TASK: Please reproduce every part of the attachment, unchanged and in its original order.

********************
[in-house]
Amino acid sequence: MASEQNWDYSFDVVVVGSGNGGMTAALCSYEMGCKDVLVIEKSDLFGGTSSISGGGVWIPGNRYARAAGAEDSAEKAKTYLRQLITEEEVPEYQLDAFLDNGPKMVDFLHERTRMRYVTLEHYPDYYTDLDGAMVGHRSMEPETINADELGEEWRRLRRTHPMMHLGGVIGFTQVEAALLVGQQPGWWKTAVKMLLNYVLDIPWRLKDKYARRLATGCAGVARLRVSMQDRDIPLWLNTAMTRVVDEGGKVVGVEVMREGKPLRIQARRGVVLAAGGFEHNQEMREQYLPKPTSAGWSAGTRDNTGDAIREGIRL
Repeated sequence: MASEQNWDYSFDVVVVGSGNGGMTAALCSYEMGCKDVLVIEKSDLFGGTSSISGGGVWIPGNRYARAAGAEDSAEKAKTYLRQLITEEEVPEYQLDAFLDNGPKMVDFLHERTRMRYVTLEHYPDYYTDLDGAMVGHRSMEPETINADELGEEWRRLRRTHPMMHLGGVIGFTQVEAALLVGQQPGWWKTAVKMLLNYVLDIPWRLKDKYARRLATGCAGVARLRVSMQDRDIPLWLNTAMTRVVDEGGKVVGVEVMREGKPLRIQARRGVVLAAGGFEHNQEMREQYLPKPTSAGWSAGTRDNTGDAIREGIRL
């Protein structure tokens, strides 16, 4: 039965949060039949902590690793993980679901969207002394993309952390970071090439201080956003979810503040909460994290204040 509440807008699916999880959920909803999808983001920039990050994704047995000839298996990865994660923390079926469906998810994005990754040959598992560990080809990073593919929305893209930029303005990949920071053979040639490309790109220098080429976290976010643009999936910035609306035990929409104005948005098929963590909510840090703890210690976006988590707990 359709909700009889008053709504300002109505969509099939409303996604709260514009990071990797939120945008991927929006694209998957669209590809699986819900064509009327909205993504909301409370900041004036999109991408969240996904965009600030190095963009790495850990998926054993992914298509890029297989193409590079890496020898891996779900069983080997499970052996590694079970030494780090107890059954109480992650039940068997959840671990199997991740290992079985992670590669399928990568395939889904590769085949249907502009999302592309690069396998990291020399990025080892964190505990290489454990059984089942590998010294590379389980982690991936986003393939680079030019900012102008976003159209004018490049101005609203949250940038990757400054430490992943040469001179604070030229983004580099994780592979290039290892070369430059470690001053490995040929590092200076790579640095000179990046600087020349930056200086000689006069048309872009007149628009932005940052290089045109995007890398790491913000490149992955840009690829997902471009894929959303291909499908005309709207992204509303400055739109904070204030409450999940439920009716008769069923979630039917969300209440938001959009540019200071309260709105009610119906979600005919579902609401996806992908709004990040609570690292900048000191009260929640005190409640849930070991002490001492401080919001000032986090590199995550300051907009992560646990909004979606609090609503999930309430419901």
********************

[in-house]
Amino acid sequence: MASEQNWDYSFDVVVVGSGNGGMTAALCSYEMGCKDVLVIEKSDLFGGTSSISGGGVWIPGNRYARAAGAEDSAEKAKTYLRQLITEEEVPEYQLDAFLDNGPKMVDFLHERTRMRYVTLEHYPDYYTDLDGAMVGHRSMEPETINADELGEEWRRLRRTHPMMHLGGVIGFTQVEAALLVGQQPGWWKTAVKMLLNYVLDIPWRLKDKYARRLATGCAGVARLRVSMQDRDIPLWLNTAMTRVVDEGGKVVGVEVMREGKPLRIQARRGVVLAAGGFEHNQEMREQYLPKPTSAGWSAGTRDNTGDAIREGIRL
Repeated sequence: MASEQNWDYSFDVVVVGSGNGGMTAALCSYEMGCKDVLVIEKSDLFGGTSSISGGGVWIPGNRYARAAGAEDSAEKAKTYLRQLITEEEVPEYQLDAFLDNGPKMVDFLHERTRMRYVTLEHYPDYYTDLDGAMVGHRSMEPETINADELGEEWRRLRRTHPMMHLGGVIGFTQVEAALLVGQQPGWWKTAVKMLLNYVLDIPWRLKDKYARRLATGCAGVARLRVSMQDRDIPLWLNTAMTRVVDEGGKVVGVEVMREGKPLRIQARRGVVLAAGGFEHNQEMREQYLPKPTSAGWSAGTRDNTGDAIREGIRL
């Protein structure tokens, strides 16, 4: 039965949060039949902590690793993980679901969207002394993309952390970071090439201080956003979810503040909460994290204040 509440807008699916999880959920909803999808983001920039990050994704047995000839298996990865994660923390079926469906998810994005990754040959598992560990080809990073593919929305893209930029303005990949920071053979040639490309790109220098080429976290976010643009999936910035609306035990929409104005948005098929963590909510840090703890210690976006988590707990 359709909700009889008053709504300002109505969509099939409303996604709260514009990071990797939120945008991927929006694209998957669209590809699986819900064509009327909205993504909301409370900041004036999109991408969240996904965009600030190095963009790495850990998926054993992914298509890029297989193409590079890496020898891996779900069983080997499970052996590694079970030494780090107890059954109480992650039940068997959840671990199997991740290992079985992670590669399928990568395939889904590769085949249907502009999302592309690069396998990291020399990025080892964190505990290489454990059984089942590998010294590379389980982690991936986003393939680079030019900012102008976003159209004018490049101005609203949250940038990757400054430490992943040469001179604070030229983004580099994780592979290039290892070369430059470690001053490995040929590092200076790579640095000179990046600087020349930056200086000689006069048309872009007149628009932005940052290089045109995007890398790491913000490149992955840009690829997902471009894929959303291909499908005309709207992204509303400055739109904070204030409450999940439920009716008769069923979630039917969300209440938001959009540019200071309260709105009610119906979600005919579902609401996806992908709004990040609570690292900048000191009260929640005190409640849930070991002490001492401080919001000032986090590199995550300051907009992560646990909004979606609090609503999930309430419901």